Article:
Most therapists who deal with partners of sex addicts now see the partner as experiencing severe trauma and PTSD symptoms, at least in the initial period post-discovery. This suggests a theoretical framework that can help us understand the partner’s recovery process as it proceeds.
The usual tools for dealing with hardship seem to fail us
Our usual arsenal of tools for transcending heartbreak and loss seems to break down in the face of the discovery of sexually addictive behavior in a loved one. For example:
Practicing detachment by reminding ourselves that the betrayal is not about us, and going to support groups and 12-step meetings, letting go of comparing ourselves to the addict’s other sexual interest. But detachment seems to keep slipping through our fingers and we feel a mix of strong emotions.
Educating ourselves about the disease by reading and learning about the roots of sex addiction in the early childhood attachment issues, by learning that sexual addiction is not a deliberate attempt to hurt us. But still feelings of anger and blame seem to hang around forever.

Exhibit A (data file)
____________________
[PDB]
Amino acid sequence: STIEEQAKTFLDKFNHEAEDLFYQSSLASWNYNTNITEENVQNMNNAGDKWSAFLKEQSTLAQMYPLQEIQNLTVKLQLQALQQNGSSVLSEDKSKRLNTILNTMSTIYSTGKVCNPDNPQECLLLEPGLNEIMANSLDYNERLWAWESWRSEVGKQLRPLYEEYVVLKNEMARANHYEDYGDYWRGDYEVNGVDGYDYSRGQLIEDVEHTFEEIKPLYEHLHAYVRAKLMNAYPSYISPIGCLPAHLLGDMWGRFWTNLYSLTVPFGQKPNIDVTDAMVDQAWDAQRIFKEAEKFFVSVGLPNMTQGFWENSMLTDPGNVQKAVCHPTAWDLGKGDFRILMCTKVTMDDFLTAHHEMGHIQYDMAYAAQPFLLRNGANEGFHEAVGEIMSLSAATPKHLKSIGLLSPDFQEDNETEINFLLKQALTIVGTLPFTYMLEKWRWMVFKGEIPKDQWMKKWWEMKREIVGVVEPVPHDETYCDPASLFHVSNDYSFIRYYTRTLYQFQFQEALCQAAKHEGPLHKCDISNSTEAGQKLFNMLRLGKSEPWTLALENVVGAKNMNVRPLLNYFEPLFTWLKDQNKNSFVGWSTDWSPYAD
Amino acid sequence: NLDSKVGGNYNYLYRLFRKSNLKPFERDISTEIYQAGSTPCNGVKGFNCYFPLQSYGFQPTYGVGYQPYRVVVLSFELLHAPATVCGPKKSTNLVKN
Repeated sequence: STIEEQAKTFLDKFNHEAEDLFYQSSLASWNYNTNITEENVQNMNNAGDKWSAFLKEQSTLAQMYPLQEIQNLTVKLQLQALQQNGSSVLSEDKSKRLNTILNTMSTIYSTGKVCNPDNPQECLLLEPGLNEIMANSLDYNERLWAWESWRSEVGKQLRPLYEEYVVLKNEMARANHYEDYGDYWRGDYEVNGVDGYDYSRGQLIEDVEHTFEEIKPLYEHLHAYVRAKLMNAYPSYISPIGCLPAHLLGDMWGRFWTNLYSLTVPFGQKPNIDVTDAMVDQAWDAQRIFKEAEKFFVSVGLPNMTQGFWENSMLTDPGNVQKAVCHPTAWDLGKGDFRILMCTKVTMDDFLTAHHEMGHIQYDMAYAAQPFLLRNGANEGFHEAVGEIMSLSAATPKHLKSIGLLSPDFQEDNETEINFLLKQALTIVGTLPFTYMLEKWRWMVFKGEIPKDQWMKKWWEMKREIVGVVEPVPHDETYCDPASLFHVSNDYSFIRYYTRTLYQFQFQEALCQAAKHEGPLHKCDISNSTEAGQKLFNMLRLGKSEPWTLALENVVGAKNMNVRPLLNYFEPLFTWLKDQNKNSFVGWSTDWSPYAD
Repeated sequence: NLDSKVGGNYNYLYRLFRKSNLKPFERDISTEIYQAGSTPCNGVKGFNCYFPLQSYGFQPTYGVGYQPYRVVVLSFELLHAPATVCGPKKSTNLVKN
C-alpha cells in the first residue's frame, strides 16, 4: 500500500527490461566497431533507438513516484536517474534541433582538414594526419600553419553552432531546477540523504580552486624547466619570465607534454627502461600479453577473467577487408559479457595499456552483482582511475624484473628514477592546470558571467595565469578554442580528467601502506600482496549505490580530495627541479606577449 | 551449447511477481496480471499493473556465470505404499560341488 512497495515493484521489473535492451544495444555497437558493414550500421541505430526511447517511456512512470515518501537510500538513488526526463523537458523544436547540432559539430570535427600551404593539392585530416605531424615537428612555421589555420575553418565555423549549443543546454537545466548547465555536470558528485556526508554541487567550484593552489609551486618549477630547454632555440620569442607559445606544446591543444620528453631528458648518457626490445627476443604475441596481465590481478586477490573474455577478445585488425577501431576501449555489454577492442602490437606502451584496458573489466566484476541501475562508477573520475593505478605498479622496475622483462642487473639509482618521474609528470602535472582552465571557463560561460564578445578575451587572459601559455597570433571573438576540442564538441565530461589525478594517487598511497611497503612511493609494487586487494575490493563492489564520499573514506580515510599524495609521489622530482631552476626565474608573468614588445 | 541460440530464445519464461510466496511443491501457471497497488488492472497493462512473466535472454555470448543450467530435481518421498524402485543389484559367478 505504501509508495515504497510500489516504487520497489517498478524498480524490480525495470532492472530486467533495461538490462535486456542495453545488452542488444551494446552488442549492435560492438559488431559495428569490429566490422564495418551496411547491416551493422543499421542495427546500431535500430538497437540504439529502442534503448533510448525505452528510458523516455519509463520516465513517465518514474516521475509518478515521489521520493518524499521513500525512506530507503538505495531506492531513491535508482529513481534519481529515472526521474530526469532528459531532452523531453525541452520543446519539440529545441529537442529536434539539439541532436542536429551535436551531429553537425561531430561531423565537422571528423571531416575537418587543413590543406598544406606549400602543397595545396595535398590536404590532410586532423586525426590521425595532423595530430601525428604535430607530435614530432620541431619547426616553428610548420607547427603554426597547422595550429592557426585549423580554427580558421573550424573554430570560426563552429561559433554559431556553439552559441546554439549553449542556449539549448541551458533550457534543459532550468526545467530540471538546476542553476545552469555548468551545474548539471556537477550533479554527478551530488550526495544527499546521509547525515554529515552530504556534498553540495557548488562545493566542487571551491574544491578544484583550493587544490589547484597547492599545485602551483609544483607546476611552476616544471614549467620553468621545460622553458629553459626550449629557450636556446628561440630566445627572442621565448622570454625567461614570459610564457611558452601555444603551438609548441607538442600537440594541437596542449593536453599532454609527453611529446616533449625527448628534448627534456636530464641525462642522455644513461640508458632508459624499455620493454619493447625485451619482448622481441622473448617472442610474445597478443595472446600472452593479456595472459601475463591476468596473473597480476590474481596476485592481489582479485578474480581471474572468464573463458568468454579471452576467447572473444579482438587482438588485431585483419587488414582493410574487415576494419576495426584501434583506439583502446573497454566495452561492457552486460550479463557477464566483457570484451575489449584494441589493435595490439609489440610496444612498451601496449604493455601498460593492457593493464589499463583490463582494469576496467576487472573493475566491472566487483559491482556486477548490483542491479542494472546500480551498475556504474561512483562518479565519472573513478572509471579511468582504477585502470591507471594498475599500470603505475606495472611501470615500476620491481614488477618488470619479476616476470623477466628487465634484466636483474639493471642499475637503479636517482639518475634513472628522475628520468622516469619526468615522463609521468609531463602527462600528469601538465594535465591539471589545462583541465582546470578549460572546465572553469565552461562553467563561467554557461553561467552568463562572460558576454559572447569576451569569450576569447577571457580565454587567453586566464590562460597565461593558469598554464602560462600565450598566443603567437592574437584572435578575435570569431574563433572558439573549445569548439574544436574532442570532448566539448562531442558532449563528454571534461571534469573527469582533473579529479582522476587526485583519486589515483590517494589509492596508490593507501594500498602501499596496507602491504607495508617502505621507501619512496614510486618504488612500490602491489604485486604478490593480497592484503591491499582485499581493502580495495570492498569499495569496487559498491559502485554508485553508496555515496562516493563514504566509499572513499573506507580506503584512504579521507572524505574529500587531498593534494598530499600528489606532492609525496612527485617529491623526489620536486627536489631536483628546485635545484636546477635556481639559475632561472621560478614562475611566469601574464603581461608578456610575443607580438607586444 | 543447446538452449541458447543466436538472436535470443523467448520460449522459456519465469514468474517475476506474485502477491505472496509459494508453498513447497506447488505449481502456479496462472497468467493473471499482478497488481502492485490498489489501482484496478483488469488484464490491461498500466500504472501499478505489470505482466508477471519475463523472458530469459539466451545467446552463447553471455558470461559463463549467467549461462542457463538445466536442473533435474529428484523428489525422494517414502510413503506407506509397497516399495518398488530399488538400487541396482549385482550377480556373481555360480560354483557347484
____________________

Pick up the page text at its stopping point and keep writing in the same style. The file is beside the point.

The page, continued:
Meditation, prayer or other spiritual practice to help us realize that we did not cause the problem and we cannot cure it, and to let go of outcomes. This will work perfectly for some things; the job we didn’t get, the flooding in the basement, but in sex addiction disclosure there is something so totally unacceptable that we want to tighten our grip.
All of the above tools are very important in a partner’s recovery and should be practiced even when their efficacy seems limited. But why is sexual addiction so much harder to deal with?
Some reasons why sexual betrayal is different
Here are some factors that “up the ante” in sexual betrayal.
- The personal closeness you have to the person who has been deceiving you, the person you saw as your support system
- The abandonment by the most important person in your life (death is easier to accept because it is something that can’t be helped)
- The blow to your sense of reality
The last of these, the way sexual betrayal messes with your reality, is one of the most powerful factors. Sexual addiction is often so extreme and so out of character that it calls into question all your assumptions about “normal” life.